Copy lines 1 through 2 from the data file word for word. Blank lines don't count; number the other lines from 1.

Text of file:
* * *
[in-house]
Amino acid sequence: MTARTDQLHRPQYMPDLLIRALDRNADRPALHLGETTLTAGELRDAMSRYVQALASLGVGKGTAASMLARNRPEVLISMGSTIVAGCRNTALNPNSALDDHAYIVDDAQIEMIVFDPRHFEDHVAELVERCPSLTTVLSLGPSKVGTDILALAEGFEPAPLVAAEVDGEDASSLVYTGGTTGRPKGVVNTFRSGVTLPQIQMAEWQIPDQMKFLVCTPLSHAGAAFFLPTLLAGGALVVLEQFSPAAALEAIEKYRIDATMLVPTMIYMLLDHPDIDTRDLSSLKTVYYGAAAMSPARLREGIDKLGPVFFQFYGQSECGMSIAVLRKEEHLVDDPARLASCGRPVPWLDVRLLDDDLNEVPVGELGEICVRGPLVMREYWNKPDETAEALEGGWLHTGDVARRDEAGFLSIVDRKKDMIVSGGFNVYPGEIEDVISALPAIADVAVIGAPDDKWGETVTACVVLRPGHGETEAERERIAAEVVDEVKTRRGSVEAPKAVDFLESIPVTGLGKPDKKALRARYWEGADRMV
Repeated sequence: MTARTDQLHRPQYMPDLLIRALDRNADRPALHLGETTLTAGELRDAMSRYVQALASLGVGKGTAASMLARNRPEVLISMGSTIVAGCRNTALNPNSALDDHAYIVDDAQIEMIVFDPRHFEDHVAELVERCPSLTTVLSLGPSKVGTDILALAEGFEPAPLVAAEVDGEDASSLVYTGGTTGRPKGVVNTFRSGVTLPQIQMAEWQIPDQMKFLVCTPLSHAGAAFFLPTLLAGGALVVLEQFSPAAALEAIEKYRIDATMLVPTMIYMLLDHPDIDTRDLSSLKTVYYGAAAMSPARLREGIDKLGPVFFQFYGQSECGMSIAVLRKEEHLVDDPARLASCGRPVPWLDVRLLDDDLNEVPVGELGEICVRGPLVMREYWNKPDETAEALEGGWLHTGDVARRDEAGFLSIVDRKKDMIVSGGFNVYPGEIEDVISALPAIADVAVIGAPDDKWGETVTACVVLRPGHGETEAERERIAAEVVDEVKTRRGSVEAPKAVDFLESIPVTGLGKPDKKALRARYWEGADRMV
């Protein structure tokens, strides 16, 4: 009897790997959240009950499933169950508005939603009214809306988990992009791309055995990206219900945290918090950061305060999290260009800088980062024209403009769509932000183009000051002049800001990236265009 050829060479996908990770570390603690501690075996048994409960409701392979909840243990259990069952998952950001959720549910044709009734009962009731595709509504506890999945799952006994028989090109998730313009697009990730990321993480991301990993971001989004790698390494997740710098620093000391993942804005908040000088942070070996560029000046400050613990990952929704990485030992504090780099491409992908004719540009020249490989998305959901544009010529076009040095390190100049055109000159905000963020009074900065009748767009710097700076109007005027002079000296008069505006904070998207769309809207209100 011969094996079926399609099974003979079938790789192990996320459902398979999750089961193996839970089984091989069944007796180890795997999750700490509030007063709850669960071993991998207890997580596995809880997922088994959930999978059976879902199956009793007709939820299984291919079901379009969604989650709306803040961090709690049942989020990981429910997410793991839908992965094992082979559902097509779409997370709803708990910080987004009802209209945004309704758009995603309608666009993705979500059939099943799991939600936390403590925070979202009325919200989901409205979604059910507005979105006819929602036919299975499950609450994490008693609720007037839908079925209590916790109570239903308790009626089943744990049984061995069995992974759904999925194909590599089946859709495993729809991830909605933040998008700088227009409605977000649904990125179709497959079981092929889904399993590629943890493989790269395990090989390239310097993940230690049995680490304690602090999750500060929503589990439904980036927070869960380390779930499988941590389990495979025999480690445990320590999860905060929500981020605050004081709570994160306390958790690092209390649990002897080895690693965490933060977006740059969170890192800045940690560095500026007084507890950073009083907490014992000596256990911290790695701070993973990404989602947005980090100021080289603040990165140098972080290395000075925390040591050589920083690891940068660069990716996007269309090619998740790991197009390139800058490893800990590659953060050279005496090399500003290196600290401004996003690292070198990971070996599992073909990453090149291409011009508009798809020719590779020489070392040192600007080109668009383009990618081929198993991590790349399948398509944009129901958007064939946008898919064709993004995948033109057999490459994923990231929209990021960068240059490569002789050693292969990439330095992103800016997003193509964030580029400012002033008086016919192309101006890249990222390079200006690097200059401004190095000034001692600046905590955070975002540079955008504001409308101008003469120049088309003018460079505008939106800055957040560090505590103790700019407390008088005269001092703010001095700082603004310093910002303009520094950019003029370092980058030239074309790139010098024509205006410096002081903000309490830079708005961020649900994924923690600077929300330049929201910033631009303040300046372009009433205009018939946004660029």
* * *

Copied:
[in-house]
Amino acid sequence: MTARTDQLHRPQYMPDLLIRALDRNADRPALHLGETTLTAGELRDAMSRYVQALASLGVGKGTAASMLARNRPEVLISMGSTIVAGCRNTALNPNSALDDHAYIVDDAQIEMIVFDPRHFEDHVAELVERCPSLTTVLSLGPSKVGTDILALAEGFEPAPLVAAEVDGEDASSLVYTGGTTGRPKGVVNTFRSGVTLPQIQMAEWQIPDQMKFLVCTPLSHAGAAFFLPTLLAGGALVVLEQFSPAAALEAIEKYRIDATMLVPTMIYMLLDHPDIDTRDLSSLKTVYYGAAAMSPARLREGIDKLGPVFFQFYGQSECGMSIAVLRKEEHLVDDPARLASCGRPVPWLDVRLLDDDLNEVPVGELGEICVRGPLVMREYWNKPDETAEALEGGWLHTGDVARRDEAGFLSIVDRKKDMIVSGGFNVYPGEIEDVISALPAIADVAVIGAPDDKWGETVTACVVLRPGHGETEAERERIAAEVVDEVKTRRGSVEAPKAVDFLESIPVTGLGKPDKKALRARYWEGADRMV